Uganda is an East African country, bordered by Tanzania and Kenya, and is home to nearly 36 million people. Uganda is notorious for its human rights abuses and military dictactorships, dating back to the 1970s. Furthermore, gender equality and women's rights in Uganda remains a persistent problem today. During my time in Uganda a year ago, I witnessed this first hand while taking the time to meet and listen to some of Uganda's strongest survivors. In this post, we're addressing sexual violence in Uganda and how one organization in Iganga, Uganda-Girly Network-is working to decrease stigma and encouraging survivors to share their stories. Let's meet Bush, a Communication Practitioner and volunteer with Girly Network. In this Q&A, Bush and I discuss his role as a "feminist", the prevalence of sexual violence in Uganda, and how readers (near and far) can take action to help.
Q: Tell us more about Girly Network, and how and why did you get involved?
A: Girls Like You Network (GIRLY) is a youth-led network in Uganda, empowering victims of gender based violence, with much emphasis on sexual violence, to speak up, allow healing and counseling. Our team is made of girls and boys, men and women, some who are survivors of sexual violence while others are passionate and committed to advocate for gender equality in the country.
My first contact with Girly Network was when I first moved to work in Iganga with Straight Talk Foundation (STF), a pioneer of adolescent sexual and reproductive health in Uganda. Life in a new town seemed boring and very plain as compared to Entebbe and Kampala, the capital of Uganda, where I previously lived and worked respectively. Immediately, I thought about what can unite youths in one place to share inner details of life other than the usual European football league and partying. This is how the Nile Poetry Club started. At the start, it was not about sexual violence, even if there could have been a vague awareness about its occurrence. May be some members would have an idea, may be as we interact something might just click. It was always just meet, and see what happens.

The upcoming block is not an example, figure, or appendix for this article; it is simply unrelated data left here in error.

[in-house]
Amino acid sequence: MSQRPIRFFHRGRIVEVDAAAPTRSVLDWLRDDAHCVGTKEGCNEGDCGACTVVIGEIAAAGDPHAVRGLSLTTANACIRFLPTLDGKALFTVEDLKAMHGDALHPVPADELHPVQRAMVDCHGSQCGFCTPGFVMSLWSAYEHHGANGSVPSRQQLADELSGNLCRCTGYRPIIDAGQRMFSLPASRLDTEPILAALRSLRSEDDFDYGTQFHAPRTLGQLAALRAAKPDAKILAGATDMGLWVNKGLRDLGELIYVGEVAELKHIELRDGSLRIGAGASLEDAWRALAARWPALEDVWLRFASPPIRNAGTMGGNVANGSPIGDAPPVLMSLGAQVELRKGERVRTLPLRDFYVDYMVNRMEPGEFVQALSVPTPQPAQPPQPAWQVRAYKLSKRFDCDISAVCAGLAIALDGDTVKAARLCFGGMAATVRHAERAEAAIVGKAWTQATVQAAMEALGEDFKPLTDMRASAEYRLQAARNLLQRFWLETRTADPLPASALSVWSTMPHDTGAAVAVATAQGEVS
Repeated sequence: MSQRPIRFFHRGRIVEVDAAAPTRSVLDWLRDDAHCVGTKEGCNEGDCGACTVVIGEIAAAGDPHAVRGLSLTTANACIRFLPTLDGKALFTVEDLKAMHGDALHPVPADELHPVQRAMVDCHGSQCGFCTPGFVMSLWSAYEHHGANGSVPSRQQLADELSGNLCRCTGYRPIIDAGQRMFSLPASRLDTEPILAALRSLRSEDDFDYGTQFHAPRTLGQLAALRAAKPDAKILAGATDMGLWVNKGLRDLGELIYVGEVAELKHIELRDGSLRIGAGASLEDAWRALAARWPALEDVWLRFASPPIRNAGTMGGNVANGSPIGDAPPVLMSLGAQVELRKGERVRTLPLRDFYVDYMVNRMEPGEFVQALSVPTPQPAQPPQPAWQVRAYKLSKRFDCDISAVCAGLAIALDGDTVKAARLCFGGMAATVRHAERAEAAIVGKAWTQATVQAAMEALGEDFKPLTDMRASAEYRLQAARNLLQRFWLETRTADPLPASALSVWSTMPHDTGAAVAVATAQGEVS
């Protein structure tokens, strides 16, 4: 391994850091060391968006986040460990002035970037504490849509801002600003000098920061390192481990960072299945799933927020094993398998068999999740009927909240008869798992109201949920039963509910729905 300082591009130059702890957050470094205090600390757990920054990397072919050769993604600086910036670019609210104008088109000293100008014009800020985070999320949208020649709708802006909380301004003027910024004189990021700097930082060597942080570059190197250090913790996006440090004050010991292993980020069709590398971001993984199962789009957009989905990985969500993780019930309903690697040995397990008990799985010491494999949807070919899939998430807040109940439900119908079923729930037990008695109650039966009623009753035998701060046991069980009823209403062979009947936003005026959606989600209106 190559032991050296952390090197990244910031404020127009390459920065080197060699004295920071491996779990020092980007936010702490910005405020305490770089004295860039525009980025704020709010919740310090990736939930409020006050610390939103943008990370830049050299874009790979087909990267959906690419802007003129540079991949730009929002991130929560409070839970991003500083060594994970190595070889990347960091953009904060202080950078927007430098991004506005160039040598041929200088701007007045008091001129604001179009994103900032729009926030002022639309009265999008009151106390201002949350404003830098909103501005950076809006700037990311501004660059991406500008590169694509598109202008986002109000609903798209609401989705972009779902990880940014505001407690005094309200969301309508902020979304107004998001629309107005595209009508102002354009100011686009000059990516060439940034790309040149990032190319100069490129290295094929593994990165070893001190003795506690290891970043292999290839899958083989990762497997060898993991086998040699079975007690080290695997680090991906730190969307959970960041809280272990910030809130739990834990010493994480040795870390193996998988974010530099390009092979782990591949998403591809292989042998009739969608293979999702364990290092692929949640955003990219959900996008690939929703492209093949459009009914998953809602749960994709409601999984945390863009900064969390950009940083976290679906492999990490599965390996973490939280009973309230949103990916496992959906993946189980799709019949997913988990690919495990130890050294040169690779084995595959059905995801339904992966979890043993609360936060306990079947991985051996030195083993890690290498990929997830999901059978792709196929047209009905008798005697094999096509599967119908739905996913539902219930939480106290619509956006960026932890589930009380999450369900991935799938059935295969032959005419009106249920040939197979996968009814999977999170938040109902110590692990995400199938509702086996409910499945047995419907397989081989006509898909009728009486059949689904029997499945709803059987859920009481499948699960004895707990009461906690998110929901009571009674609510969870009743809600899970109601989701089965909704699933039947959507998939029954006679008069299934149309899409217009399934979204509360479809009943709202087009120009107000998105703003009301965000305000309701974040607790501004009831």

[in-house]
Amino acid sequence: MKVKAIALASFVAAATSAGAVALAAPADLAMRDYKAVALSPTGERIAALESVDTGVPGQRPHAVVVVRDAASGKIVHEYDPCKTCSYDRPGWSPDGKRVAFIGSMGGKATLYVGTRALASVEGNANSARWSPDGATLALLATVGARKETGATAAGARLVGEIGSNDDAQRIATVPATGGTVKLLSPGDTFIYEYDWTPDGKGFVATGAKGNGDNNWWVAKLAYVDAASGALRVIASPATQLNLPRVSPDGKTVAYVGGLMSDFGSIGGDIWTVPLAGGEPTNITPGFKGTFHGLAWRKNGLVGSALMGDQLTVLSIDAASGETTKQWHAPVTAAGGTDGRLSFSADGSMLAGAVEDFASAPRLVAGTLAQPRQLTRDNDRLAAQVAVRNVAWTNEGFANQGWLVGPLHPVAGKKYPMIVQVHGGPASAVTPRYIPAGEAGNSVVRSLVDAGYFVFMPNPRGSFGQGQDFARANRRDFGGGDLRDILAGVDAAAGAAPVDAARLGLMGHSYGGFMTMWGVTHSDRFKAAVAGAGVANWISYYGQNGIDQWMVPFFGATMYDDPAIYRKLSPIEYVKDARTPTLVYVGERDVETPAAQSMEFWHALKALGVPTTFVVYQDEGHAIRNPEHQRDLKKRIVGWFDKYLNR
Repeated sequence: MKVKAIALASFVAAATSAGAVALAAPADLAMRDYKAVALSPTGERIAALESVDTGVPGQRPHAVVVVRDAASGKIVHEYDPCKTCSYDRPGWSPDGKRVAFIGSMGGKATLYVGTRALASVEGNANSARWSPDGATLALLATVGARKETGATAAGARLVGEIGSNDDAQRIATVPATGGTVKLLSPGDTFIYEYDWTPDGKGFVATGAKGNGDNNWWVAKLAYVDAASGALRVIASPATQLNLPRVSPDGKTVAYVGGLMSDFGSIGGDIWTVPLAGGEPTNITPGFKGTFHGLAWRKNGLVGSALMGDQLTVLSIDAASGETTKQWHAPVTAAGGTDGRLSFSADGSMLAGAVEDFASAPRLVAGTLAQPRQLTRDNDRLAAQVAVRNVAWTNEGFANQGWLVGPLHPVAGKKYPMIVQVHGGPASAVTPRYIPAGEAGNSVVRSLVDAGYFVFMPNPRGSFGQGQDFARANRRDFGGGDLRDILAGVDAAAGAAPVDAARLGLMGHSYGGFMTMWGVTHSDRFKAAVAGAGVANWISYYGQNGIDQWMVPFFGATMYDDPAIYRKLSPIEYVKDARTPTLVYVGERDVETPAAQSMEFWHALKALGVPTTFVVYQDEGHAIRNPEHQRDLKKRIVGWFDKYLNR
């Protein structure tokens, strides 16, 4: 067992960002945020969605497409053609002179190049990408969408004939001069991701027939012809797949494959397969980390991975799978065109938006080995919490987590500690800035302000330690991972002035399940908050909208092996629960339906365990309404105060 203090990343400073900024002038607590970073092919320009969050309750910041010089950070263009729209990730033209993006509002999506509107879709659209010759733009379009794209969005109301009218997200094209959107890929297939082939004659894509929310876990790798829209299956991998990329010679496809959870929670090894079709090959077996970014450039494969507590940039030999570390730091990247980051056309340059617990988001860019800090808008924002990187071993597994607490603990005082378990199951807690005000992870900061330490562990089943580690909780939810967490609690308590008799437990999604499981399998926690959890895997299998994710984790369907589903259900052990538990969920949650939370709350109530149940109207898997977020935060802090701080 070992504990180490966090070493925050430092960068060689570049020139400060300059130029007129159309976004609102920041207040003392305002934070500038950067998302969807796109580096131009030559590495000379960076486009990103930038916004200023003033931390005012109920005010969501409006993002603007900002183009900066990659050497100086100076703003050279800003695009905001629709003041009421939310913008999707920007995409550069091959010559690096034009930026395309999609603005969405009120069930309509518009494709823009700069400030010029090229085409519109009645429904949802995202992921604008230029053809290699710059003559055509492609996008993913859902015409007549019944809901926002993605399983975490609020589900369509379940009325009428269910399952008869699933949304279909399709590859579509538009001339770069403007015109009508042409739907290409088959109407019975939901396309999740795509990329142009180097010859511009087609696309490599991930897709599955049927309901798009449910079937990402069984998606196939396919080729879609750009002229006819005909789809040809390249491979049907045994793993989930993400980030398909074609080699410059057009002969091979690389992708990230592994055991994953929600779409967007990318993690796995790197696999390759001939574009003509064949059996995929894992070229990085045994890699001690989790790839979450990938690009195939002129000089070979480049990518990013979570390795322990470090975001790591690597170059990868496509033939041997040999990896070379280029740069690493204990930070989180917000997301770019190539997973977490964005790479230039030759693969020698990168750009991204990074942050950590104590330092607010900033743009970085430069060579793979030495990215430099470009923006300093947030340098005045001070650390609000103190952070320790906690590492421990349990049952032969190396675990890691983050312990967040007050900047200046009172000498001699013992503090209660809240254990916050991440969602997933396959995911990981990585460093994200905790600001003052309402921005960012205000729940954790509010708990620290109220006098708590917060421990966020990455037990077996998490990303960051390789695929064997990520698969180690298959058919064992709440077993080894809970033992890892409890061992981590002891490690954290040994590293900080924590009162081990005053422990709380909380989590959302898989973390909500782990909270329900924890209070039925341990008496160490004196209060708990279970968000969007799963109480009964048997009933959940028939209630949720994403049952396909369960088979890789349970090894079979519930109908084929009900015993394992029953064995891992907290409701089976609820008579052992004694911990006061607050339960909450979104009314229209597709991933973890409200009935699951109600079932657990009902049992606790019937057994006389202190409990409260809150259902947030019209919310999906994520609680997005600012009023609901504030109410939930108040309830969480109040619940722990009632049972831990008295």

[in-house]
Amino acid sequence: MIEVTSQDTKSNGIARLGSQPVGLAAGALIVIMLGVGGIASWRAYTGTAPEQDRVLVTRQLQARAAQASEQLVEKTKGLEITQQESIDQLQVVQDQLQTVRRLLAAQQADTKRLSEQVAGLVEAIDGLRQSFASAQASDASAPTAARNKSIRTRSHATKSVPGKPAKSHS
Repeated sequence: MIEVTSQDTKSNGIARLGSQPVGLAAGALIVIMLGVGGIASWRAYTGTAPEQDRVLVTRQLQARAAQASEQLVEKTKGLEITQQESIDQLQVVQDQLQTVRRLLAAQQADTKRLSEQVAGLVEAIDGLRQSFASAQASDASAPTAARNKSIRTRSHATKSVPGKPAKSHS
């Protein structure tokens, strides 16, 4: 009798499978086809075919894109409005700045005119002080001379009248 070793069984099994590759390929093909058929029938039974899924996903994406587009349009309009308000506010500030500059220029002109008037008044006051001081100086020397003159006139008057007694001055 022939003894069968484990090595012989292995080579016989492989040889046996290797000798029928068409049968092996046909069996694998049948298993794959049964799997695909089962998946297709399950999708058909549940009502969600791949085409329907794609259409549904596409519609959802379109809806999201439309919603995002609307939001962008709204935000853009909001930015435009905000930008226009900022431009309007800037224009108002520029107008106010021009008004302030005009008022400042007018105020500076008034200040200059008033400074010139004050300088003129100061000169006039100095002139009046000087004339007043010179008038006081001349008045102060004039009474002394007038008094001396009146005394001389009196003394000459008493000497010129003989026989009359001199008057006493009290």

We were all pulled together by our common love for poetry, that is when members shared very touching, often emotional stories and that’s how the connection grew. We saw a need. The real spark that led to the formation of girly Network was the rape of a 14 year old girl named "Tina" (not real name) in Iganga District. That evening is still fresh in my mind, as we gathered to partake of our daily dose of poetry, one member confronted us with a story of this innocent girl and members present resolved to follow it up and help her get justice, and importantly, healing in every possible way. This is how I got involved, in the midst of a local poetry club meeting- Nile Poetry. The stories carried deeper meaning, it provoked us into action. I realized that through poetry, we could face our pain and find our voices especially of people like Tina. The conversation was a channel for change because, each individual story shared through poetry, became our story. I strongly got involved because I believe, that if change is to be made in society, it had to be led by women. So I joined phenomenal women, like Ritah Namutumba, who had birthed the idea of Girly to me way before this spark had occurred.